Keepsake Article for Coffee Lover : History of Turkish coffee on display

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http://www.hurriyetdailynews.com/history-of-turkish-coffee-on-display-.aspx?pageID=238&nID=78519&NewsCatID=385

History of Turkish coffee on display
ISTANBUL - Anadolu Agency

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Istanbul’s Topkapı Palace Museum is hosting a new exhibition, featuring the 500-year history of Turkish coffee. Organized in collaboration with the Turkish Coffee Culture and Research Association, the exhibition, titled “A Drop of Pleasure: 500 years of Turkish Coffee” opened on Feb. 17 at the museum’s Has Ahırlar section with the attendance of Culture and Tourism Minister Ömer Çelik.

Speaking at the ceremony, Çelik said Turkish coffee was an inevitable part of social life, not only of eating and drinking culture.

He said Turkish coffee culture dated back to the 16th century, and it had particular importance in the Ottoman Empire, both in the palace and daily life, as socio-cultural event.

“Beyond being a drink, coffee exists in the center of a big cultural structure. It also has a very important place in daily life. It used to be prepared and drank in coffee houses and movable coffee cookers. The coffee houses, where coffee culture had been surviving for hundreds of centuries, also hosted traditional Turkish arts such as shadow play, eulogy shows and theater-in-the-round,” the minister said, adding that coffee was born in Yemen and expanded west thanks to the Ottomans.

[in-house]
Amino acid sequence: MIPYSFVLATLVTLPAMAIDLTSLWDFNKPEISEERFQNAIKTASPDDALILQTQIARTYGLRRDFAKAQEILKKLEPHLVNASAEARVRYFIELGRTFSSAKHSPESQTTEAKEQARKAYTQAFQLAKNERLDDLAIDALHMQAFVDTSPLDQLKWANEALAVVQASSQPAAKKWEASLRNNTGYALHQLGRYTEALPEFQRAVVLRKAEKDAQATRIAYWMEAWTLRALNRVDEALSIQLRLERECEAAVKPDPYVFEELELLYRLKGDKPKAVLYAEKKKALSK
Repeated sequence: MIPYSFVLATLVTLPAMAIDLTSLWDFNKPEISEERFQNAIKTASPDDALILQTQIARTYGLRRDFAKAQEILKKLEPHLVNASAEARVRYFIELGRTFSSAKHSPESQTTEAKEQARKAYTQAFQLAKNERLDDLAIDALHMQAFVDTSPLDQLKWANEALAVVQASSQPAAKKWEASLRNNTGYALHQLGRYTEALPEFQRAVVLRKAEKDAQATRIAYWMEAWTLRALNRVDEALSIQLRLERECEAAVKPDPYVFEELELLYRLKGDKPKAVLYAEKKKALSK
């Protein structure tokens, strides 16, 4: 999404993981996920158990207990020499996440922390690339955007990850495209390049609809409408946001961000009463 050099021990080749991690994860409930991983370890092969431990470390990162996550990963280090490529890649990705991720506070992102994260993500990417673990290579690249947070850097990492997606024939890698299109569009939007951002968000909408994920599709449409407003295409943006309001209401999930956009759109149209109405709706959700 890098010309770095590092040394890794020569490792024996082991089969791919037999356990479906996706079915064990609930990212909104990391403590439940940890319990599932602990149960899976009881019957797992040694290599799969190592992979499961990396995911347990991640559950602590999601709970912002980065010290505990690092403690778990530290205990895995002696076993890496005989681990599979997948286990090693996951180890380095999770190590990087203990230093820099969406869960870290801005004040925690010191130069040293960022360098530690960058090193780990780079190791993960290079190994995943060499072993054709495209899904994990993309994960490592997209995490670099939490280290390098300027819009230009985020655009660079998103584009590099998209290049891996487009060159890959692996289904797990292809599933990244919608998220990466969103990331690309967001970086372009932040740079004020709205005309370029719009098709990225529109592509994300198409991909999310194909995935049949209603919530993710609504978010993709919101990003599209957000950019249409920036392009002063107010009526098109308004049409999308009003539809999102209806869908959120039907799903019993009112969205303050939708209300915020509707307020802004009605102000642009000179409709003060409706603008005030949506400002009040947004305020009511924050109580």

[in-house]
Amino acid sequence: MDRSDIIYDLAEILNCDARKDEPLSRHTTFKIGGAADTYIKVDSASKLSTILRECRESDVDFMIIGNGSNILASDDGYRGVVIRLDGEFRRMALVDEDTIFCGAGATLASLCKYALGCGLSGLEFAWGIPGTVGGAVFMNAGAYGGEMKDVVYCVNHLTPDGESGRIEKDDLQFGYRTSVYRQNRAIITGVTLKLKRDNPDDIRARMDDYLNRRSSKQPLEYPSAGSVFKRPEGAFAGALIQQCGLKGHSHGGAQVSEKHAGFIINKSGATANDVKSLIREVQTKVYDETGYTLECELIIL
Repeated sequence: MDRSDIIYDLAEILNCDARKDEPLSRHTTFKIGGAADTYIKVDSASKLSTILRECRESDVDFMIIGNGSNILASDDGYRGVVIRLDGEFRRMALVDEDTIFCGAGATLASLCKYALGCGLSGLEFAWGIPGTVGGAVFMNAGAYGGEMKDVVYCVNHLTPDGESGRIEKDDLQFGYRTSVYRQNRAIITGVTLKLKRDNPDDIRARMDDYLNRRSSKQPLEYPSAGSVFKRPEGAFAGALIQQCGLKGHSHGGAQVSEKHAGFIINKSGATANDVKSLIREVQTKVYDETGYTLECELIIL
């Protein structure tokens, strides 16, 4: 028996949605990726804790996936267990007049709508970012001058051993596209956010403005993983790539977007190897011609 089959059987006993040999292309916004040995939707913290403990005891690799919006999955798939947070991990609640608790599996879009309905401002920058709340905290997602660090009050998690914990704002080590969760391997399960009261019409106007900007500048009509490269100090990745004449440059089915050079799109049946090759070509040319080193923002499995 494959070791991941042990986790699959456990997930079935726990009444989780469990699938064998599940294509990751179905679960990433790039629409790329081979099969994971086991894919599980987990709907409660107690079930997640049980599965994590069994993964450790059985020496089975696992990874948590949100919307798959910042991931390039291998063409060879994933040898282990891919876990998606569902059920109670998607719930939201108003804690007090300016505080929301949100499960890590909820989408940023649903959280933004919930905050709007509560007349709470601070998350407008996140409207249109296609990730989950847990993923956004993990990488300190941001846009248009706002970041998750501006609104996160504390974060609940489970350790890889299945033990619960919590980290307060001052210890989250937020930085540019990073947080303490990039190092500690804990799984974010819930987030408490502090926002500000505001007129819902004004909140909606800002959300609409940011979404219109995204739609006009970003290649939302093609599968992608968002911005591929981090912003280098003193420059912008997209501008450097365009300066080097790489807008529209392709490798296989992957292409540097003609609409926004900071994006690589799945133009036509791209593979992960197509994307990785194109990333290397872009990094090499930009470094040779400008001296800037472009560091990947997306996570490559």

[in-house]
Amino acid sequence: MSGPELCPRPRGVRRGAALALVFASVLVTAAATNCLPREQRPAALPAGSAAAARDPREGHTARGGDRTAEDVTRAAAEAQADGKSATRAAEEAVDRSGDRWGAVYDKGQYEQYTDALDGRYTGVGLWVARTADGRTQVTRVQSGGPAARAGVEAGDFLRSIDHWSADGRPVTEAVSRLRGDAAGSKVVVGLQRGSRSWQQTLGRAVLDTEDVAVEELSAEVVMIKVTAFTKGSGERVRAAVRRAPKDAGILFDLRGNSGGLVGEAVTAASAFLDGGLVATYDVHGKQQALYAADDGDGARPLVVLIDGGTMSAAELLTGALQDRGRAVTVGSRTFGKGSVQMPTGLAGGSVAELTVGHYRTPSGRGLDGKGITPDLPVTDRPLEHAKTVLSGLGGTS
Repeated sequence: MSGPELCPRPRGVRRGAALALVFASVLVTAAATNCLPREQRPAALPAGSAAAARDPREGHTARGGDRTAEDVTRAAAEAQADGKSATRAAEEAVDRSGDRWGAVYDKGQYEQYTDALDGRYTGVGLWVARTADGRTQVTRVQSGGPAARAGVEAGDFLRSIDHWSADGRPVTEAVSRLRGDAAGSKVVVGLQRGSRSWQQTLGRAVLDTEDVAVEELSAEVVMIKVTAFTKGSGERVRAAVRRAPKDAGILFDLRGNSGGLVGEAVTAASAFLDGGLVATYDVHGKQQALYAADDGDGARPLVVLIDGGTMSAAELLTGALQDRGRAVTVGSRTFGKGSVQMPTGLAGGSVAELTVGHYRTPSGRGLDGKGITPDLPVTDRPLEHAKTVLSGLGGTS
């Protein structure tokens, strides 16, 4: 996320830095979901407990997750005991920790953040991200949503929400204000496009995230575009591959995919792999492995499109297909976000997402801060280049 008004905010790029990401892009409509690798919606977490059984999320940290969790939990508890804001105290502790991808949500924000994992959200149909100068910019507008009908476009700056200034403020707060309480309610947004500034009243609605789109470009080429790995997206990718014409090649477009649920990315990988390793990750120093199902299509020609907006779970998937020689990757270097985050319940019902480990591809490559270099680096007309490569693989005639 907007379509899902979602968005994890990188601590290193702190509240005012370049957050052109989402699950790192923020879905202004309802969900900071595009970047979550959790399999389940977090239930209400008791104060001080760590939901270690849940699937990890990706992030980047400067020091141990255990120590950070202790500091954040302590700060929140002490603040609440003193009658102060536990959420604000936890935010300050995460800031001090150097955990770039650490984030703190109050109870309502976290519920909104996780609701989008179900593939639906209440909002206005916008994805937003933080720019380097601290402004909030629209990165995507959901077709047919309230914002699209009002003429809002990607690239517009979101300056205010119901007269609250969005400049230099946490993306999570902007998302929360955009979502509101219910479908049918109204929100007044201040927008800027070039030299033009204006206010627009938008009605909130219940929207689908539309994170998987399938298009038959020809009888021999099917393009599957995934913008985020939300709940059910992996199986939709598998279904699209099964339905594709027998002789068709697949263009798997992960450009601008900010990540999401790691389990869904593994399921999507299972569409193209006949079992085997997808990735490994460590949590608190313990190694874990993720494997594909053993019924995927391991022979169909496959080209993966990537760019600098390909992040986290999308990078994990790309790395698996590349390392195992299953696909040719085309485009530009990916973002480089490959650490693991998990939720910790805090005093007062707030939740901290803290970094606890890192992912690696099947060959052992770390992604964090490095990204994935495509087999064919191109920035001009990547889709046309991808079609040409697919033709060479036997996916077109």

He said the Ottoman Empire, which was dominant on the trade routes between the east and west, spread coffee and helped it be loved by Europeans during diplomatic relations.

“For example, during his ambassadorship in Paris, humorist Süleyman Agha promoted coffee to French culture. When he was returning to the empire, his Armenian-origin assistant stayed in Paris and opened a coffee house. Another striking example is that after the Siege of Vienna in 1683, the first coffee houses were opened in Vienna with 500 sacks of coffee left by the Ottoman Empire. From then on, Europeans met real coffee culture,” Çelik said.

UNESCO added Turkish coffee and its tradition to its List of Intangible Cultural Heritage in 2013. In this way, Çelik said for the first time the culture and tradition of a drink was added to that list.


 Most comprehensive show on coffee

The exhibition “A Drop of Pleasure: 500 years of Turkish Coffee” consists of pieces from the Topkapı Palace Museum collections as well as the collections of many private museums and libraries. The show reveals the unique ceremony that Turkish coffee created in the Ottoman culture.

Curated by Ersu Peki, the exhibition is the most comprehensive one related to coffee in Turkey and will be open through June 15.

Most of the pieces in the exhibition are being displayed for the first time. It brings together historical, cultural and social elements of coffee, its botanic features and cooking methods in the world between the 16th and 20th centuries.

February/18/2015

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